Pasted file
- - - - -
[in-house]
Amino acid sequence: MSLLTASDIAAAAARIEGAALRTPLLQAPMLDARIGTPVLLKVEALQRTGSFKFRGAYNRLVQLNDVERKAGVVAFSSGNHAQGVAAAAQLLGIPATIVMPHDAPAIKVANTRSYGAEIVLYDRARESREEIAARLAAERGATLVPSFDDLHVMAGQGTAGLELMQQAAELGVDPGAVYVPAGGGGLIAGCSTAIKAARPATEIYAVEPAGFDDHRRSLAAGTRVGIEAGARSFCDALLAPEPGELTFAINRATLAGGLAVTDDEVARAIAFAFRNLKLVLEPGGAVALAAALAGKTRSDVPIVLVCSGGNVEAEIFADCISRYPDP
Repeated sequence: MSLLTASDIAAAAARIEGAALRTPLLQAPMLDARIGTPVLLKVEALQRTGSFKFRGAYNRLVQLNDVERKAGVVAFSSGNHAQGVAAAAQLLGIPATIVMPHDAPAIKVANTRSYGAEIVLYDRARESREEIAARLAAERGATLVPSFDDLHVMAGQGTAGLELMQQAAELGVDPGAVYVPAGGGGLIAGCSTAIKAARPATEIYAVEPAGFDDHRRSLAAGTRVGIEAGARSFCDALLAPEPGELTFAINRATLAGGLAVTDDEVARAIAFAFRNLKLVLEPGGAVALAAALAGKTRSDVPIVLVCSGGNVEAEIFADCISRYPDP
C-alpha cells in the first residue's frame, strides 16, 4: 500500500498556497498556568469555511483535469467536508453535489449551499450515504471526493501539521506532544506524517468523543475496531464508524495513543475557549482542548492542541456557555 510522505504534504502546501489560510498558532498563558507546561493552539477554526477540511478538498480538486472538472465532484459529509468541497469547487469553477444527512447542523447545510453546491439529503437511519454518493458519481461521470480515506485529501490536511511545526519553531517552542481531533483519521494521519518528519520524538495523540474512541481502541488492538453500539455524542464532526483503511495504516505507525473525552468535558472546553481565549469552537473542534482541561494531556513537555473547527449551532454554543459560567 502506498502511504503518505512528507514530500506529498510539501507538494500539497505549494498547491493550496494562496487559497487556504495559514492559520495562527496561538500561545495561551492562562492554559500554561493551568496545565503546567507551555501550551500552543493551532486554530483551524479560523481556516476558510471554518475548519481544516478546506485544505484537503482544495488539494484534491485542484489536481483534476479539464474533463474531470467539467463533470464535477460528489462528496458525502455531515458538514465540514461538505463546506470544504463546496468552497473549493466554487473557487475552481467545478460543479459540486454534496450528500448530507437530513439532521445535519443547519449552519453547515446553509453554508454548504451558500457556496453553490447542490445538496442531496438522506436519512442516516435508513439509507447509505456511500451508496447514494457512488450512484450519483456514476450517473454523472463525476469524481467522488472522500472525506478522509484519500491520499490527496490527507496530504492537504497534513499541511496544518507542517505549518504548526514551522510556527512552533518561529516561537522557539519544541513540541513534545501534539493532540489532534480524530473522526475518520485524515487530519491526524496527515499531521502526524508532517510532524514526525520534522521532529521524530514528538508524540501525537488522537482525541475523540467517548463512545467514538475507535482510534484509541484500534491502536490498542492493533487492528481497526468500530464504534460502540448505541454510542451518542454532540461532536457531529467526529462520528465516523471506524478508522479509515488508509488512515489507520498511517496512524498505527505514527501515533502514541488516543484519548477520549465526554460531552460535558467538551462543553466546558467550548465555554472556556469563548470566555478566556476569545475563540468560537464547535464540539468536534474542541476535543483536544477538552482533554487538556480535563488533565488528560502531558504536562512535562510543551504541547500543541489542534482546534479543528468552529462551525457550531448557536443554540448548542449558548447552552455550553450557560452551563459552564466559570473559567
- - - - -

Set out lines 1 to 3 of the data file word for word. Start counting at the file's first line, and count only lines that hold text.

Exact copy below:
[in-house]
Amino acid sequence: MSLLTASDIAAAAARIEGAALRTPLLQAPMLDARIGTPVLLKVEALQRTGSFKFRGAYNRLVQLNDVERKAGVVAFSSGNHAQGVAAAAQLLGIPATIVMPHDAPAIKVANTRSYGAEIVLYDRARESREEIAARLAAERGATLVPSFDDLHVMAGQGTAGLELMQQAAELGVDPGAVYVPAGGGGLIAGCSTAIKAARPATEIYAVEPAGFDDHRRSLAAGTRVGIEAGARSFCDALLAPEPGELTFAINRATLAGGLAVTDDEVARAIAFAFRNLKLVLEPGGAVALAAALAGKTRSDVPIVLVCSGGNVEAEIFADCISRYPDP
Repeated sequence: MSLLTASDIAAAAARIEGAALRTPLLQAPMLDARIGTPVLLKVEALQRTGSFKFRGAYNRLVQLNDVERKAGVVAFSSGNHAQGVAAAAQLLGIPATIVMPHDAPAIKVANTRSYGAEIVLYDRARESREEIAARLAAERGATLVPSFDDLHVMAGQGTAGLELMQQAAELGVDPGAVYVPAGGGGLIAGCSTAIKAARPATEIYAVEPAGFDDHRRSLAAGTRVGIEAGARSFCDALLAPEPGELTFAINRATLAGGLAVTDDEVARAIAFAFRNLKLVLEPGGAVALAAALAGKTRSDVPIVLVCSGGNVEAEIFADCISRYPDP